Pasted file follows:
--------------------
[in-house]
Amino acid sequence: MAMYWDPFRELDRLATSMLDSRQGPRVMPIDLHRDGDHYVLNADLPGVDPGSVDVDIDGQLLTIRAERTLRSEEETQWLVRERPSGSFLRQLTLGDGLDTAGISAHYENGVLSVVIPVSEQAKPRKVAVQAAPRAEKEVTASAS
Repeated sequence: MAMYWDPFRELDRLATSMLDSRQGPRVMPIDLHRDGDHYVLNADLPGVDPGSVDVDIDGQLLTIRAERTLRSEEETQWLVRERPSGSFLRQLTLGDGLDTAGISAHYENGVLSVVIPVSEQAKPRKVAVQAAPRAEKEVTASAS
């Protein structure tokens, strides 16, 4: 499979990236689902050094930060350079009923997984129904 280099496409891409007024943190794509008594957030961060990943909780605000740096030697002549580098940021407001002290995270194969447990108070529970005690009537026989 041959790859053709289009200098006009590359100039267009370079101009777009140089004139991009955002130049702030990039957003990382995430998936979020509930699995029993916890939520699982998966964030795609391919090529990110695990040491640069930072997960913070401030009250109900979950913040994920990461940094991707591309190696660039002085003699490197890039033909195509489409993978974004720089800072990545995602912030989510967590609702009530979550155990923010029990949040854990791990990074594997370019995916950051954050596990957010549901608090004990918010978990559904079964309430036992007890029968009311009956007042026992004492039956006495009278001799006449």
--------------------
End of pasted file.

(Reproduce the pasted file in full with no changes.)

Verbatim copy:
[in-house]
Amino acid sequence: MAMYWDPFRELDRLATSMLDSRQGPRVMPIDLHRDGDHYVLNADLPGVDPGSVDVDIDGQLLTIRAERTLRSEEETQWLVRERPSGSFLRQLTLGDGLDTAGISAHYENGVLSVVIPVSEQAKPRKVAVQAAPRAEKEVTASAS
Repeated sequence: MAMYWDPFRELDRLATSMLDSRQGPRVMPIDLHRDGDHYVLNADLPGVDPGSVDVDIDGQLLTIRAERTLRSEEETQWLVRERPSGSFLRQLTLGDGLDTAGISAHYENGVLSVVIPVSEQAKPRKVAVQAAPRAEKEVTASAS
């Protein structure tokens, strides 16, 4: 499979990236689902050094930060350079009923997984129904 280099496409891409007024943190794509008594957030961060990943909780605000740096030697002549580098940021407001002290995270194969447990108070529970005690009537026989 041959790859053709289009200098006009590359100039267009370079101009777009140089004139991009955002130049702030990039957003990382995430998936979020509930699995029993916890939520699982998966964030795609391919090529990110695990040491640069930072997960913070401030009250109900979950913040994920990461940094991707591309190696660039002085003699490197890039033909195509489409993978974004720089800072990545995602912030989510967590609702009530979550155990923010029990949040854990791990990074594997370019995916950051954050596990957010549901608090004990918010978990559904079964309430036992007890029968009311009956007042026992004492039956006495009278001799006449």